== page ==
Recording Qut Art with Art Jameel

Asir, Saudi Arabia, 2017

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Guided by Ali Mughawi, Factum Foundation´s Adam Lowe, Gabriel Scarpa and James Macmillan-Scott, along with Saudi artist Ahmed Mater, traveled to the Asir region in South Saudi Arabia to record traditional Qut paintings, a decorative style unique to the area (click here to view a map).

The team visited the villages of Rijal Alma, a UNESCO World Heritage Site, Al Makhad, Zebnah and Alsudah. Historically, the village of Rijal Alma linked trade routes and visitors traveling from Yemen and the Levant to Mecca The village is composed of 60 palaces built from stone, clay and wood - a construction style hinting to a previous time of wealth derived from the taxes imposed on caravans passing through the region.

View of Rijal Alma in the Asir province of Saudi Arabia

Examples of rock art can be found throughout the region

Traditional houses in Asir were builr with materials such as stone, clay and wood

Slate inserts to protect the earth infill


Doors at Rijal Alma

Traditional floor decorations

Ahmed Mater introduced the Factum Foundation team to local traditions and crafts

Architecture in the Asir region is rich, but the local tradition in stonework and Qut decorations is slowly disappearing before the world learns much about them. Asiris share a clear sense of cultural tradition and community, but seem less concerned with the preservation of their material culture. Qut decorations bear witness to this specificity as they have remained traditional, with no significant change in their design over time, but are commonly repainted to satisfy different demands.

The city of Abha c.1947

A photograph of a teacher with her students in Abha

Art school in Abha - training new artists in Qut painting

The original Qut style was characterized by a narrow range of earth pigments that were probably bound with milk. The oldest remaining examples are from the Al Makhad village and typically follow black and grey geometric patterns with specific dotting in burnt siena and freehand drawn borders.


Wall decorations in Al Makhad

The oldest Qut style wall decorations in Asir at the Al Makhad village


The original Qut paintings were made using only red and black




Many homes have been redecorated, each time adding a new layer of painting to the walls. At Rijal Alma, Sharifa Bint Ahmed, a highly respected Qut painter, redecorated a number of homes between the 1950s and the 1980s. Her work shows a complexity of design, an original treatment of corners and a highly complex ‘hanging textile’ design.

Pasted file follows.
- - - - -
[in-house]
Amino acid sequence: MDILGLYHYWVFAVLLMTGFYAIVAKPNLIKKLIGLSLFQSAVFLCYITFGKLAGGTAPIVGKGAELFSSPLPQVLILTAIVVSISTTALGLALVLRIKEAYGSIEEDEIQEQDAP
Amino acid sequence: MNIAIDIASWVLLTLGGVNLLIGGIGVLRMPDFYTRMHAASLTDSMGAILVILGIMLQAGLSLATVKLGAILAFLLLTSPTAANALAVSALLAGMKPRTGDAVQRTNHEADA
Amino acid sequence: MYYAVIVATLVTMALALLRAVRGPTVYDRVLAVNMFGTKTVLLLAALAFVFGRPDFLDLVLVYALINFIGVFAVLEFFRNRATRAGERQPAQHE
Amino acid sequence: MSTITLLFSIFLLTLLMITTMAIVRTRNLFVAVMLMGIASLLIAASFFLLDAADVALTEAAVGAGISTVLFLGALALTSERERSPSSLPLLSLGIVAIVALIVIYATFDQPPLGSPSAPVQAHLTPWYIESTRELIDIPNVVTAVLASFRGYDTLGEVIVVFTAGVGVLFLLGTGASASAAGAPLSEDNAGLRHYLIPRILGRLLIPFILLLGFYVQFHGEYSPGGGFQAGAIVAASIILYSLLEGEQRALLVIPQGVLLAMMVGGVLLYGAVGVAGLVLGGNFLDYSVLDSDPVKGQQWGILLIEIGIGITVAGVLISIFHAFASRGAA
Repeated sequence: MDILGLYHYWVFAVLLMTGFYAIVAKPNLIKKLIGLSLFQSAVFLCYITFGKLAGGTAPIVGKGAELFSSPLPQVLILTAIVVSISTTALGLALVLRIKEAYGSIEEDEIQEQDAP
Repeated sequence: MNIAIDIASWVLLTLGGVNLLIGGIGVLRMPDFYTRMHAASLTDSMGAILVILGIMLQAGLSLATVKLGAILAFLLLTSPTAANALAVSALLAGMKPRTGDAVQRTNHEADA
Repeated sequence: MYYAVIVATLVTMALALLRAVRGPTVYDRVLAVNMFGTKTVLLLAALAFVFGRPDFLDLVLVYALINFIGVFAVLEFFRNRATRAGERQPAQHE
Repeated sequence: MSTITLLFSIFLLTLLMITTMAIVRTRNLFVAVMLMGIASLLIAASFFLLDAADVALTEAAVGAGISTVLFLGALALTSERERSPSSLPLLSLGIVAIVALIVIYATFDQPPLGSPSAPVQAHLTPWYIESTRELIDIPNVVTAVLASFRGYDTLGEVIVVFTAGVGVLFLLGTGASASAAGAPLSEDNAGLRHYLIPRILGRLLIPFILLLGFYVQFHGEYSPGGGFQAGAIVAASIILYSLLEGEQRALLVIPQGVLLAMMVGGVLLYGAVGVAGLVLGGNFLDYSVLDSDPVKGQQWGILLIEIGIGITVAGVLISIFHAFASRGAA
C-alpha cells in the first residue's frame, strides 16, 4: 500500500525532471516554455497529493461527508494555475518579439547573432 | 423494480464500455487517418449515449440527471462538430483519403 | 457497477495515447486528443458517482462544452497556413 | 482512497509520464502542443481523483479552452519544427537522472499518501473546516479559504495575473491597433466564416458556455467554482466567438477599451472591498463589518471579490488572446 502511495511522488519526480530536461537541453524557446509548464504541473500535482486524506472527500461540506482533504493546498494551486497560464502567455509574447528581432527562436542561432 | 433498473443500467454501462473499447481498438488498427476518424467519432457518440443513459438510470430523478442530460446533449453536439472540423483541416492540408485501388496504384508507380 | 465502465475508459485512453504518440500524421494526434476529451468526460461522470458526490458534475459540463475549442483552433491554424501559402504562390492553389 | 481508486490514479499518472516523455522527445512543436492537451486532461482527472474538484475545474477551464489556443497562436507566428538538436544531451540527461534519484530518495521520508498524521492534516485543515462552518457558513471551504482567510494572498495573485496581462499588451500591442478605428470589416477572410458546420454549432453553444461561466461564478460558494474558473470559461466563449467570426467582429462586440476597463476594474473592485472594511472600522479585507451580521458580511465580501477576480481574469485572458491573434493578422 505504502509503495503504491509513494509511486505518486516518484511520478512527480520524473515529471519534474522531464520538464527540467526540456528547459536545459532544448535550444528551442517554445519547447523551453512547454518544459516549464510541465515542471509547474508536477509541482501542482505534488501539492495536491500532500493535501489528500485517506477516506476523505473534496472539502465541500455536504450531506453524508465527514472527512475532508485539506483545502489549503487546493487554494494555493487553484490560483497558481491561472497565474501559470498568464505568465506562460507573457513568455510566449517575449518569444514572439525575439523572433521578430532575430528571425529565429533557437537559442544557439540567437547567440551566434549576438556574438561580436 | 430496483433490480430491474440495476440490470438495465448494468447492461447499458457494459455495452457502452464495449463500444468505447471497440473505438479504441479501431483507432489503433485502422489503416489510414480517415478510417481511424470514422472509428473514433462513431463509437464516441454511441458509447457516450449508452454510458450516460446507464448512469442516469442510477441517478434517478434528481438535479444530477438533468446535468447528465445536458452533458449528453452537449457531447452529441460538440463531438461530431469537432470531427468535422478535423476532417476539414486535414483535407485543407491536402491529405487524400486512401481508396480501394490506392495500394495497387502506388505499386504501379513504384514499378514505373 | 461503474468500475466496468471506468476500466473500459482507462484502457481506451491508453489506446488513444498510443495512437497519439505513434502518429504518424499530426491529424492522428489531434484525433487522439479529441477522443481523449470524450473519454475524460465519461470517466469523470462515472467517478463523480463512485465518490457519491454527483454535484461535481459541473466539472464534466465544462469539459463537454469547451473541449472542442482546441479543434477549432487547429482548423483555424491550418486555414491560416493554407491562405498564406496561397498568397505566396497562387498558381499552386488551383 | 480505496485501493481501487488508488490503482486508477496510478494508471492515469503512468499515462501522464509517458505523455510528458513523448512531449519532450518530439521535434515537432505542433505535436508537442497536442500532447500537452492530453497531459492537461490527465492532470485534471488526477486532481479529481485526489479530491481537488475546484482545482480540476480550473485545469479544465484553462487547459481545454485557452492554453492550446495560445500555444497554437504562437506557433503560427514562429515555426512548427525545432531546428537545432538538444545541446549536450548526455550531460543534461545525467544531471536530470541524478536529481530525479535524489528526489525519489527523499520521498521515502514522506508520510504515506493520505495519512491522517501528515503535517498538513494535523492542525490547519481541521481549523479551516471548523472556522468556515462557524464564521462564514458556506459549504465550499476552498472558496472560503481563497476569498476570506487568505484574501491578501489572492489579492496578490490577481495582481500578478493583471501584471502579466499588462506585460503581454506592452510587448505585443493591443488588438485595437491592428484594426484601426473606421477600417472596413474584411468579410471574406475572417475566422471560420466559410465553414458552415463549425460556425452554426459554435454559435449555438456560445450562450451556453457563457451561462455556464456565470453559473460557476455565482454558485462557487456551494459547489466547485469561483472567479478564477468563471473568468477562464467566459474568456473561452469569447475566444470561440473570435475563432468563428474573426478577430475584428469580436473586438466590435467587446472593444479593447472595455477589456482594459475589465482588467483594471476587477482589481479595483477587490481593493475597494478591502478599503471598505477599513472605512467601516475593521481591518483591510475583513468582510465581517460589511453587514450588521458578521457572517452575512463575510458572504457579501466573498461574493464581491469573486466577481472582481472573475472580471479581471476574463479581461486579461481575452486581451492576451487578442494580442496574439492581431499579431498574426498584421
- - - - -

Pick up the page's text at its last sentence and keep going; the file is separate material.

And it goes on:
Gabriel Scarpa recording the home of Sharifa Bint Ahmed, bearing traditionally coloured Qut wall paintings


Wall decorated 60 years ago in Rijal Alma



With the introduction of enamel paints, the colours became brighter: green, orange, yellow and blue became the dominant palette.

With the introduction of enamel paints, Qut walls paintings became brighter

Overpainted Qut decoration in the village of Gahmah

Bicoloured patterned interior wall decoration in the village of Zebnah, North-West of Abha

Hand-painted exterior house wall decorations at Rijal Alma (Asir)

Gabriel Scarpa recording the home decorated by Jahahah bint Beraydi in Rijal Alma

Details from the wall decorated by Jahahah bint Beraydi

Black squares painted by Jahahah bint Beraydi in Rijal Alma






Factum Foundation will continue to collaborate with Art Jameel to preserve Qut heritage.

Al-Qatt al-Asiri Pattern Book

The book is printed in both English and Arabic © Oak Taylor Smith for Factum Foundation

Al-Qatt al-Asiri Pattern Book is a folio format publication produced in collaboration with Art Jameel, that has been designed as a teaching aid for the the women of Asir. The aim is to revive the art form that has been designated as 'intangible cultural heritage’ by UNESCO: these colourful geometric patterns have decorated the interior of the domestic buildings of the region for many years but are disappearing. 
The book, designed by Factum, is printed and bound by Book Works in London. 

© Oak Taylor Smith for Factum Foundation

Current state of the original wall painting © Factum Foundation

Digitally restored © Factum Foundation

Geometric pattern, recreated digitally © Factum Foundation

Teresa Casado working on the digital restoration of the patterns © Oak Taylor Smith for Factum Foundation

Detail of the current state of the wall painting © Factum Foundation

Detail of the restored colour, opacity 50% © Factum Foundation

Detail of the digitally restored pattern © Factum Foundation



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